Less than a handful of years ago, mention the three letter acronym 'API' to a regular Internet user and you'd have got the look of "stay away from me, you scary unwashed software geek who is about to bore me to tears" (that's the bleeped version of the internal dialog). Now everything has changed. Not only is API part of the regular semi-tech word-dropping of web users, lack of one can raise questions about the viability of a modern web application. A publicly available API is a badge of honor for startup web apps that says "the information we have is worth being consumed by other apps, so its got to be good enough for you too". 

The Application Programming Interface, or API, is the technical Lego brick that lets developers from across the globe plug into an application, to use the data and functionality of the website without the annoying user interface of that website getting in the way. It makes it easy for other applications to see the data that you as a regular logged in user can see, as long as you click the OK button to authorize it to do so. If you can see details of your friends lives, there is a good chance that by authorizing that app by entering your password that app can see the details of your friends lives too.

A well thought out API is not technically the problem. Many APIs recognize that they are a great way to trawl through far more data than could be done by just browsing the website and protect really private stuff effectively. The problem is still that an API can allow a fairly anonymous developer to collect tons of data, process it and store it extremely rapidly. That developer has their very own, possibly limited privacy policy that you as a user of the primary web service have no control over. Your friend who clicked an OK button authorized a developer to access to your data as a proxy of what they could do on the website. You had no say in the matter that a third party app now has access to the data your friend sees on the website.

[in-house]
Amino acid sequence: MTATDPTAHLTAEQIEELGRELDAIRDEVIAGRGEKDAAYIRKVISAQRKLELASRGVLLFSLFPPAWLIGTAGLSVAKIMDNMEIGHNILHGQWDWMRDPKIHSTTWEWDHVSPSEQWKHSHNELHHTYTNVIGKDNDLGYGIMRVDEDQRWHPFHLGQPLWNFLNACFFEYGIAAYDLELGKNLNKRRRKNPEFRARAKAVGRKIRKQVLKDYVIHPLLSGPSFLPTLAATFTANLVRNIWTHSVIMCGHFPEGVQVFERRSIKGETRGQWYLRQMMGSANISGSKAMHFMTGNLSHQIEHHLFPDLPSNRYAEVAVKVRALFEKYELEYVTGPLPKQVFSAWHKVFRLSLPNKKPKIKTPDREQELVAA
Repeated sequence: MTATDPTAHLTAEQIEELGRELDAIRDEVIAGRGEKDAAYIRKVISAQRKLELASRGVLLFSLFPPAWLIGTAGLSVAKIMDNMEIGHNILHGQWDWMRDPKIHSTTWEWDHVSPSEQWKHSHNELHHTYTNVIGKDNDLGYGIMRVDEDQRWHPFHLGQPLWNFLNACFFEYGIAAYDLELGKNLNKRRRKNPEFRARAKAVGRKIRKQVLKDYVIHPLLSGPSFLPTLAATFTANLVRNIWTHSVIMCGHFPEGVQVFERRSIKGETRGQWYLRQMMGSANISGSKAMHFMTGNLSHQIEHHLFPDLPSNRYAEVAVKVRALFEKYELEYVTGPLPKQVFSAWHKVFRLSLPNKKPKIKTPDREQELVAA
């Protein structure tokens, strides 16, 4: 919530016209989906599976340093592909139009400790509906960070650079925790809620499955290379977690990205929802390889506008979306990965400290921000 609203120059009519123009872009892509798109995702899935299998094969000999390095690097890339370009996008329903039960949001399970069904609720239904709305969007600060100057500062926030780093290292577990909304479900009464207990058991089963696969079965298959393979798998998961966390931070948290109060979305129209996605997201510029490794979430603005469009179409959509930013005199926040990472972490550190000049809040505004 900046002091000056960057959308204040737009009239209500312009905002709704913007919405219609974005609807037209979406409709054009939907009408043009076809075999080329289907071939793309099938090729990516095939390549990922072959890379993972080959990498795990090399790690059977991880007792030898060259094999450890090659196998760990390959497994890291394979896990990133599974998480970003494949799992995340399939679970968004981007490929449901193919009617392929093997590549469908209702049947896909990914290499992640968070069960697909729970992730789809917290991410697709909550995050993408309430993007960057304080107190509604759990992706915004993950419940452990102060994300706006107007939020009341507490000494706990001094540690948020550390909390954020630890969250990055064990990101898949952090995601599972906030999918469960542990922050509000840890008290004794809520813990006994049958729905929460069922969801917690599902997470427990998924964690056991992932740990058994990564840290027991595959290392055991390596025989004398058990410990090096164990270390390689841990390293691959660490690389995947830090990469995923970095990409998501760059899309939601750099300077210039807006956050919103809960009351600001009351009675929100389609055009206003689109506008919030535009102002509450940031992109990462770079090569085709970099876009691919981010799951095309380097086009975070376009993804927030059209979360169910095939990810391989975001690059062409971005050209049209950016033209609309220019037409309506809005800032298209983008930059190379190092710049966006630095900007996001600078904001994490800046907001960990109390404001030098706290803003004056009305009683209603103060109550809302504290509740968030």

In the majority of cases the API itself is not the problem. It is what it stands for in terms of the sheer amount of data a web service has. Re-phrasing what I said at the beginning:
"API" says that a web app collects, stores and makes accessible a lot of potentially personal information that any number of third-party applications might find valuable to consume and reuse

The real problem is that in most cases the information web apps have is not original data and a work of exceptional creativity. It is data collected from its users who enjoy sharing details of their lives with their friends and occasional strangers. It is the data stored in LinkedIn, Facebook, Twitter, et al. The data is largely personal and untouched, beyond being transformed in a way that allows it to be retrieved in an instant. When you read "API" on a social networking site, consider this: the website in question probably collects a lot of personal information about its users and their daily habits and actions. Can you trust the developers that tap into your data through the API as much as you trust your friends?

A post from the Improving It blog